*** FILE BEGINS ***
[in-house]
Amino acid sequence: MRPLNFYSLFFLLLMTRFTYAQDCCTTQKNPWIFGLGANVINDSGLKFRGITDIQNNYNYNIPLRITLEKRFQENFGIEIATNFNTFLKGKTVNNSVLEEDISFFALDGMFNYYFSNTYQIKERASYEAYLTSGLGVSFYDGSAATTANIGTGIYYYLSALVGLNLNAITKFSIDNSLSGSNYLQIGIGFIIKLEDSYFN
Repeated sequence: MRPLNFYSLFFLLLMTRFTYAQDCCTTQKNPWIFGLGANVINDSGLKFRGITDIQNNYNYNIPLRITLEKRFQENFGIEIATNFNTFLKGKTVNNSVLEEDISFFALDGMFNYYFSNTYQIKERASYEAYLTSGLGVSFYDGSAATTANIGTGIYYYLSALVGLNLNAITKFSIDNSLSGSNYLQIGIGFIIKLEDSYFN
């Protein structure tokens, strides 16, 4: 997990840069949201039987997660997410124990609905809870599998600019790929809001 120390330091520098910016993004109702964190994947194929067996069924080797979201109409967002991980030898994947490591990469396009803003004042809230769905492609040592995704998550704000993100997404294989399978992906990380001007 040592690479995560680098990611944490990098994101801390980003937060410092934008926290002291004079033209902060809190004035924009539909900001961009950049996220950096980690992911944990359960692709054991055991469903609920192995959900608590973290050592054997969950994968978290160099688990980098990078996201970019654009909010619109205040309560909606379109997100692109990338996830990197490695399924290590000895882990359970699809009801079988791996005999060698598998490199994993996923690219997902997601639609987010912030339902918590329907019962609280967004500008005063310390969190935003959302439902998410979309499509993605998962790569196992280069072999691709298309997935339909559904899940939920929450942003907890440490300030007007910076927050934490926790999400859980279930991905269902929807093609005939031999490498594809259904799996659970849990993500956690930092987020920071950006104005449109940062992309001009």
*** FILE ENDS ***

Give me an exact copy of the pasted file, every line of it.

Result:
[in-house]
Amino acid sequence: MRPLNFYSLFFLLLMTRFTYAQDCCTTQKNPWIFGLGANVINDSGLKFRGITDIQNNYNYNIPLRITLEKRFQENFGIEIATNFNTFLKGKTVNNSVLEEDISFFALDGMFNYYFSNTYQIKERASYEAYLTSGLGVSFYDGSAATTANIGTGIYYYLSALVGLNLNAITKFSIDNSLSGSNYLQIGIGFIIKLEDSYFN
Repeated sequence: MRPLNFYSLFFLLLMTRFTYAQDCCTTQKNPWIFGLGANVINDSGLKFRGITDIQNNYNYNIPLRITLEKRFQENFGIEIATNFNTFLKGKTVNNSVLEEDISFFALDGMFNYYFSNTYQIKERASYEAYLTSGLGVSFYDGSAATTANIGTGIYYYLSALVGLNLNAITKFSIDNSLSGSNYLQIGIGFIIKLEDSYFN
């Protein structure tokens, strides 16, 4: 997990840069949201039987997660997410124990609905809870599998600019790929809001 120390330091520098910016993004109702964190994947194929067996069924080797979201109409967002991980030898994947490591990469396009803003004042809230769905492609040592995704998550704000993100997404294989399978992906990380001007 040592690479995560680098990611944490990098994101801390980003937060410092934008926290002291004079033209902060809190004035924009539909900001961009950049996220950096980690992911944990359960692709054991055991469903609920192995959900608590973290050592054997969950994968978290160099688990980098990078996201970019654009909010619109205040309560909606379109997100692109990338996830990197490695399924290590000895882990359970699809009801079988791996005999060698598998490199994993996923690219997902997601639609987010912030339902918590329907019962609280967004500008005063310390969190935003959302439902998410979309499509993605998962790569196992280069072999691709298309997935339909559904899940939920929450942003907890440490300030007007910076927050934490926790999400859980279930991905269902929807093609005939031999490498594809259904799996659970849990993500956690930092987020920071950006104005449109940062992309001009």